These stakes have got legs - four of them

Jasmine Birtles on the risks and rewards of buying into racing
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The Independent Online

Pensions are depressing, the stock market is scary and interest rates on cash are derisory. What's an investor to do? Go to the dogs. Or maybe hitch a ride with the nags.

This isn't to say you should bet your life savings on the 3.30 at Doncaster. But if you have cash you can afford to lose, you could join the punters who go beyond betting slips to buy a racehorse or racing dog. Both are very risky investments and you should mentally write off any money you put in right from the off. But the possible winnings, particularly with a horse, are an attractive prospect.

"We always say that you shouldn't buy a racehorse primarily as an investment," says a spokeswoman for the Racehorse Owners Association (ROA). "It's only worth it if you have a genuine interest in the sport."

If you are interested, you will have to shell out a lot of cash. To buy a horse, usually just as a foal, will cost upwards of £20,000 as an initial investment. If you just want to own a share in a horse, the ROA runs its own partnerships where you pay £3,000 upfront for part-ownership, then £175 a month towards the expenses. According to the ROA's latest figures (for 2000), the average cost per year of running a racehorse is £16,418. The average prize money won in a year is £4,572.

Of course, the returns will be much higher in the case of future champions. If you have a horse that has won races and then goes on to breed, you can see a regular trickle of income from this.

Every now and then, you could also be lucky and buy a real winner. Football manager Sir Alex Ferguson has potentially made millions from a £120,000 investment in golden horse Rock of Gibraltar. The horse has since been retired to stud, and if Sir Alex sells his half-share now, the estimated £20m return would be tax-free. Because the stud is in Ireland, the £60,000 netted per mating is also tax-free. "The Rock" is due to mate with over 100 mares - worth £6m-plus to his owners.

But, before you get out your chequebook, remember this: many racehorses never see a racetrack. And most of those that do never win a race. Also, the horse that wins the Grand National may pick up £348,000 in prize money, but there is no guarantee it will ever win again.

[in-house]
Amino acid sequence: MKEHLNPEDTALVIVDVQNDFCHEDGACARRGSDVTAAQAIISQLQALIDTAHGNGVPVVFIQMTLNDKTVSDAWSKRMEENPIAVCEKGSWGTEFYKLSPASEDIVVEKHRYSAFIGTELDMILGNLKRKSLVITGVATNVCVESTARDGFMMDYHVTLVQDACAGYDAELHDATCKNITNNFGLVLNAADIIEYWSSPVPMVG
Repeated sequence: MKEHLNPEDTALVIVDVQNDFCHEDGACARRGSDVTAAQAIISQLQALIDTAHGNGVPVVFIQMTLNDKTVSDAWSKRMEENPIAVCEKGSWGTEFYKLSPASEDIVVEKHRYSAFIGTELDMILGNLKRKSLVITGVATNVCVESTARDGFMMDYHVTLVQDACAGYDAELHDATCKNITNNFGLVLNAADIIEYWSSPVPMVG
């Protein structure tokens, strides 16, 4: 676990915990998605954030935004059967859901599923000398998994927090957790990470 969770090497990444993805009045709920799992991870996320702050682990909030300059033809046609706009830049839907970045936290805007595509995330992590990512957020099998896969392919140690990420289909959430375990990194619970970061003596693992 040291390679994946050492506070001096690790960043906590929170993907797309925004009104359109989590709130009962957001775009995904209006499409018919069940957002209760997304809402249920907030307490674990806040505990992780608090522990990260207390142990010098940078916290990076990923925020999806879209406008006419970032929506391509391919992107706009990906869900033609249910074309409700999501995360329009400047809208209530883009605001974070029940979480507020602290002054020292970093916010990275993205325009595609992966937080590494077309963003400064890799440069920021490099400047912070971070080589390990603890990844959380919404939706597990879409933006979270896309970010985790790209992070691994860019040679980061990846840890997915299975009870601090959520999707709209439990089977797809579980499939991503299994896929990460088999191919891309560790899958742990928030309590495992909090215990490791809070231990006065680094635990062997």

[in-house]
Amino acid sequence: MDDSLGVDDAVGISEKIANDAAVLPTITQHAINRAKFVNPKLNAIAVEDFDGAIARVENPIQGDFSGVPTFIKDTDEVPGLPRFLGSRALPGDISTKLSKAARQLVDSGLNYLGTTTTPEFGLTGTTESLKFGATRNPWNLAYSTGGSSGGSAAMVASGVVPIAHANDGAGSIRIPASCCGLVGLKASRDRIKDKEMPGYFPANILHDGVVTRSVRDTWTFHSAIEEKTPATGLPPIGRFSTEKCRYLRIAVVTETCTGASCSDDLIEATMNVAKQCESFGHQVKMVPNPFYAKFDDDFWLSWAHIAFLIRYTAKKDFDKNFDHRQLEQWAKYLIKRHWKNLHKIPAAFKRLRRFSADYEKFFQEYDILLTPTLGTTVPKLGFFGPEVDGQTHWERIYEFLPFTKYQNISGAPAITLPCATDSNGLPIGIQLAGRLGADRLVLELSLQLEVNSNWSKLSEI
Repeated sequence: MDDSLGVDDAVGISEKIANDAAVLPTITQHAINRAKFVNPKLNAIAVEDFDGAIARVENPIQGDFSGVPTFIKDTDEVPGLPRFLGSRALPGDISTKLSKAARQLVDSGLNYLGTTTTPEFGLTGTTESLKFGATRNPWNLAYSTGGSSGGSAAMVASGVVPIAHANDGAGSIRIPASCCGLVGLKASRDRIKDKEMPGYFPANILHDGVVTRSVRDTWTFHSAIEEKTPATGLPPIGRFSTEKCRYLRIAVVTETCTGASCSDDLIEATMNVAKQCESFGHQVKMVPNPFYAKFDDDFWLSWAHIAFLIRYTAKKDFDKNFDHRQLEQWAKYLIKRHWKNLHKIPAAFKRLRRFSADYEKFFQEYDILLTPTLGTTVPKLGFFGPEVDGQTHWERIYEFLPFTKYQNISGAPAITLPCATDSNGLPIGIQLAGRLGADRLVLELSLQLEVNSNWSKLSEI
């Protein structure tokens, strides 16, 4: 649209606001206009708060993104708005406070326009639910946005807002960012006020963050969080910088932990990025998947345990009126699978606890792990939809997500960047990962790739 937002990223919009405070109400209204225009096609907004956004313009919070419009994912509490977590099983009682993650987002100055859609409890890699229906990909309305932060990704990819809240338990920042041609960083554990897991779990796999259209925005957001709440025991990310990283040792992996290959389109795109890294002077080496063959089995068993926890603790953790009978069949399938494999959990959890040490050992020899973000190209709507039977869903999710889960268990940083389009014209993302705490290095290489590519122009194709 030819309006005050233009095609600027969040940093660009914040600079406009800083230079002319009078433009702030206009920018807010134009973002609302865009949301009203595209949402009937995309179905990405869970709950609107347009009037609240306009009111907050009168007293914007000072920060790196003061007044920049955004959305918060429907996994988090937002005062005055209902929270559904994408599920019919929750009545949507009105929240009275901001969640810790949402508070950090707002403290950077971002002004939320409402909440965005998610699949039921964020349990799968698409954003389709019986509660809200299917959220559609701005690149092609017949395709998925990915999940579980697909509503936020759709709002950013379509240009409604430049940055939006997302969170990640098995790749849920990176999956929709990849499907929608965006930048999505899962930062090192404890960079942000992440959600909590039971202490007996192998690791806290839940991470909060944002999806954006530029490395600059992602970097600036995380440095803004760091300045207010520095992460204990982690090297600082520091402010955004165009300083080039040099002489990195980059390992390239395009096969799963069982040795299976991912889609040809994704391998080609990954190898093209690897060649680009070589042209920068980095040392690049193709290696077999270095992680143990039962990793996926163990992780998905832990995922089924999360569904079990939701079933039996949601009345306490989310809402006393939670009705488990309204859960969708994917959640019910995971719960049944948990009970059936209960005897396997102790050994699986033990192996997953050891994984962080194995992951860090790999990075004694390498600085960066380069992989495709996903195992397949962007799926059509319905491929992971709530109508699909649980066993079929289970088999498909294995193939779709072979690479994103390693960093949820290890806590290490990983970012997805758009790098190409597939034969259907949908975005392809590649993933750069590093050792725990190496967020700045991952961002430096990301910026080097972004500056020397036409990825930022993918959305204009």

Going to the dogs is a much cheaper option, both in terms of buying and maintaining the animal. If you want to buy a greyhound, it is best to approach one of the trainers at the track where you want it to race. Most have young dogs in training that they have bought themselves with a view to selling them on. The cost can vary enormously. An unraced puppy at 16 weeks old will fetch from £350 to £1,500 depending on its pedigree. The price increases as the dogs get older and more experienced.

The better the greyhound, naturally, the greater the price. A top-class racer at one of the bigger tracks will fetch up to £5,000, while the best in the country are worth between £5,000 and £50,000.

Keeping a greyhound in training is relatively inexpensive, usually £5 or £6 a day plus veterinary fees as required. Arthur Hammond, a director of the British Greyhound Racing Board, says it costs him about £80 a month to train up a puppy. Greyhounds are not allowed to run until they are at least 15 months old and on average they will be about 18 months old when they first start racing.

Mr Hammond says the return on an owner's investment will depend on the dog and the kind of race it can be entered for. "The prize money is not great but we're trying to get a deal with the bookmakers to bring it up," he explains.

"If the dog is good quality, it will be able to run in open races and the winnings can be £200 upwards. We had the Greyhound Derby a couple of weeks ago and the top prize there was £75,000."

At least you get more bites at the cherry than with horseracing. A greyhound can race around three times a month; horses tend to race much less frequently.

Mr Hammond has made money from some good racers in the past, but then he has been doing it for 30 years and knows the form. He also runs a "rehoming" scheme for retired greyhounds in Brighton and stresses the importance of caring for your dogs when they can no longer race for whatever reason.

"I have two retired dogs myself, as well as the two pups I'm training," he says. "We try and encourage all owners to be responsible with their dogs when they can't race any more. My ambition is to get a greyhound rehoming scheme in all tracks around the country."

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